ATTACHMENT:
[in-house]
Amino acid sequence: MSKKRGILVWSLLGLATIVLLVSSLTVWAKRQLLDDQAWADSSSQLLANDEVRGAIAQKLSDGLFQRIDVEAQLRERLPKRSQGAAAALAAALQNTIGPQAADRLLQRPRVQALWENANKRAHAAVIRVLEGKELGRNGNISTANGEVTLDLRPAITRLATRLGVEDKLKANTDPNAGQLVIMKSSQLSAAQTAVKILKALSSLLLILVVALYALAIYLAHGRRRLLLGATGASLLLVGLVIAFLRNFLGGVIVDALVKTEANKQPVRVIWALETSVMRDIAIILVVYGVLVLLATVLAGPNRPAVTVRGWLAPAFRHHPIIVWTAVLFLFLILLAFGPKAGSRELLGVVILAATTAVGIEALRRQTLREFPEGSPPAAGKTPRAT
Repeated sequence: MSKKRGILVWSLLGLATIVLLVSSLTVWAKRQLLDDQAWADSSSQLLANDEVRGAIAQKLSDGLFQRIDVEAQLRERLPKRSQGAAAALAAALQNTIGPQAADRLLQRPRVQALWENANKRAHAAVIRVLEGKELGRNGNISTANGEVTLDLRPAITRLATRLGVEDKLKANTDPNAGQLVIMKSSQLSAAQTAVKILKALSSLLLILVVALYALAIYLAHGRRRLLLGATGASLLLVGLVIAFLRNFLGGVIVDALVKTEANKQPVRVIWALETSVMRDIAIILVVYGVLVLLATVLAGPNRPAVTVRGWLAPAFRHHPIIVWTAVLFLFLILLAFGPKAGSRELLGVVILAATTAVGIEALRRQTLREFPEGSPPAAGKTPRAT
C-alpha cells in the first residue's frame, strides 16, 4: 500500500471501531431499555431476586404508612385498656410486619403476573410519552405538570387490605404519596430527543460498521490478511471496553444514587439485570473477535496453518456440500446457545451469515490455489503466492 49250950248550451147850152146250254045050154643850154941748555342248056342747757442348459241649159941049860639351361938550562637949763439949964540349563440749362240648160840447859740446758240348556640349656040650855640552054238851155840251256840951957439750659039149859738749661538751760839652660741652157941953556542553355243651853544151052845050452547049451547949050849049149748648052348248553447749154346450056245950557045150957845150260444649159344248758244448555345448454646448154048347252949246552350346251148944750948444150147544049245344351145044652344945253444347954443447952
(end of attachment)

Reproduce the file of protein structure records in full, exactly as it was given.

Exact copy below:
[in-house]
Amino acid sequence: MSKKRGILVWSLLGLATIVLLVSSLTVWAKRQLLDDQAWADSSSQLLANDEVRGAIAQKLSDGLFQRIDVEAQLRERLPKRSQGAAAALAAALQNTIGPQAADRLLQRPRVQALWENANKRAHAAVIRVLEGKELGRNGNISTANGEVTLDLRPAITRLATRLGVEDKLKANTDPNAGQLVIMKSSQLSAAQTAVKILKALSSLLLILVVALYALAIYLAHGRRRLLLGATGASLLLVGLVIAFLRNFLGGVIVDALVKTEANKQPVRVIWALETSVMRDIAIILVVYGVLVLLATVLAGPNRPAVTVRGWLAPAFRHHPIIVWTAVLFLFLILLAFGPKAGSRELLGVVILAATTAVGIEALRRQTLREFPEGSPPAAGKTPRAT
Repeated sequence: MSKKRGILVWSLLGLATIVLLVSSLTVWAKRQLLDDQAWADSSSQLLANDEVRGAIAQKLSDGLFQRIDVEAQLRERLPKRSQGAAAALAAALQNTIGPQAADRLLQRPRVQALWENANKRAHAAVIRVLEGKELGRNGNISTANGEVTLDLRPAITRLATRLGVEDKLKANTDPNAGQLVIMKSSQLSAAQTAVKILKALSSLLLILVVALYALAIYLAHGRRRLLLGATGASLLLVGLVIAFLRNFLGGVIVDALVKTEANKQPVRVIWALETSVMRDIAIILVVYGVLVLLATVLAGPNRPAVTVRGWLAPAFRHHPIIVWTAVLFLFLILLAFGPKAGSRELLGVVILAATTAVGIEALRRQTLREFPEGSPPAAGKTPRAT
C-alpha cells in the first residue's frame, strides 16, 4: 500500500471501531431499555431476586404508612385498656410486619403476573410519552405538570387490605404519596430527543460498521490478511471496553444514587439485570473477535496453518456440500446457545451469515490455489503466492 49250950248550451147850152146250254045050154643850154941748555342248056342747757442348459241649159941049860639351361938550562637949763439949964540349563440749362240648160840447859740446758240348556640349656040650855640552054238851155840251256840951957439750659039149859738749661538751760839652660741652157941953556542553355243651853544151052845050452547049451547949050849049149748648052348248553447749154346450056245950557045150957845150260444649159344248758244448555345448454646448154048347252949246552350346251148944750948444150147544049245344351145044652344945253444347954443447952